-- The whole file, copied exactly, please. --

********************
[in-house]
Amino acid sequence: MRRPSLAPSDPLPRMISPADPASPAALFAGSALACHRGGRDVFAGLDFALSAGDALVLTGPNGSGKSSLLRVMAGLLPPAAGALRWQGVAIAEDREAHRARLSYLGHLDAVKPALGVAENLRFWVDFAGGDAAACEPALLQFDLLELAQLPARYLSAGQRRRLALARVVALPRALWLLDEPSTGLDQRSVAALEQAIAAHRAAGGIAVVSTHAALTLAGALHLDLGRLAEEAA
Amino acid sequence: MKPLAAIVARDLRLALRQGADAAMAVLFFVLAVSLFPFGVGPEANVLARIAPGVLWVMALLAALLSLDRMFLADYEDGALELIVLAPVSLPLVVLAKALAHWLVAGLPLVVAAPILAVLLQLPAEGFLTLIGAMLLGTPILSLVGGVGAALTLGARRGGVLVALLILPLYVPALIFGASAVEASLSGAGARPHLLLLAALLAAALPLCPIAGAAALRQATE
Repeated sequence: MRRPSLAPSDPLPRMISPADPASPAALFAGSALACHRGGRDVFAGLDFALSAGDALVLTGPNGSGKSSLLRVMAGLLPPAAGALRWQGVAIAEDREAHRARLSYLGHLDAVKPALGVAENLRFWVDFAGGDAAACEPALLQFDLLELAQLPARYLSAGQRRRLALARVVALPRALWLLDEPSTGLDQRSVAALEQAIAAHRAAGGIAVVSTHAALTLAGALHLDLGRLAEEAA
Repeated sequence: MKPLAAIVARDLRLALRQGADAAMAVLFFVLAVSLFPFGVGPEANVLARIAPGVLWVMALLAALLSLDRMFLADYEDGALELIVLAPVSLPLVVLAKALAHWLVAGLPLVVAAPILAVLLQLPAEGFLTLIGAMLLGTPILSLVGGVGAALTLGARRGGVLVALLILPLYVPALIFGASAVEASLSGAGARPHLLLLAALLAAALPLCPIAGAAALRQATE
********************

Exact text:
[in-house]
Amino acid sequence: MRRPSLAPSDPLPRMISPADPASPAALFAGSALACHRGGRDVFAGLDFALSAGDALVLTGPNGSGKSSLLRVMAGLLPPAAGALRWQGVAIAEDREAHRARLSYLGHLDAVKPALGVAENLRFWVDFAGGDAAACEPALLQFDLLELAQLPARYLSAGQRRRLALARVVALPRALWLLDEPSTGLDQRSVAALEQAIAAHRAAGGIAVVSTHAALTLAGALHLDLGRLAEEAA
Amino acid sequence: MKPLAAIVARDLRLALRQGADAAMAVLFFVLAVSLFPFGVGPEANVLARIAPGVLWVMALLAALLSLDRMFLADYEDGALELIVLAPVSLPLVVLAKALAHWLVAGLPLVVAAPILAVLLQLPAEGFLTLIGAMLLGTPILSLVGGVGAALTLGARRGGVLVALLILPLYVPALIFGASAVEASLSGAGARPHLLLLAALLAAALPLCPIAGAAALRQATE
Repeated sequence: MRRPSLAPSDPLPRMISPADPASPAALFAGSALACHRGGRDVFAGLDFALSAGDALVLTGPNGSGKSSLLRVMAGLLPPAAGALRWQGVAIAEDREAHRARLSYLGHLDAVKPALGVAENLRFWVDFAGGDAAACEPALLQFDLLELAQLPARYLSAGQRRRLALARVVALPRALWLLDEPSTGLDQRSVAALEQAIAAHRAAGGIAVVSTHAALTLAGALHLDLGRLAEEAA
Repeated sequence: MKPLAAIVARDLRLALRQGADAAMAVLFFVLAVSLFPFGVGPEANVLARIAPGVLWVMALLAALLSLDRMFLADYEDGALELIVLAPVSLPLVVLAKALAHWLVAGLPLVVAAPILAVLLQLPAEGFLTLIGAMLLGTPILSLVGGVGAALTLGARRGGVLVALLILPLYVPALIFGASAVEASLSGAGARPHLLLLAALLAAALPLCPIAGAAALRQATE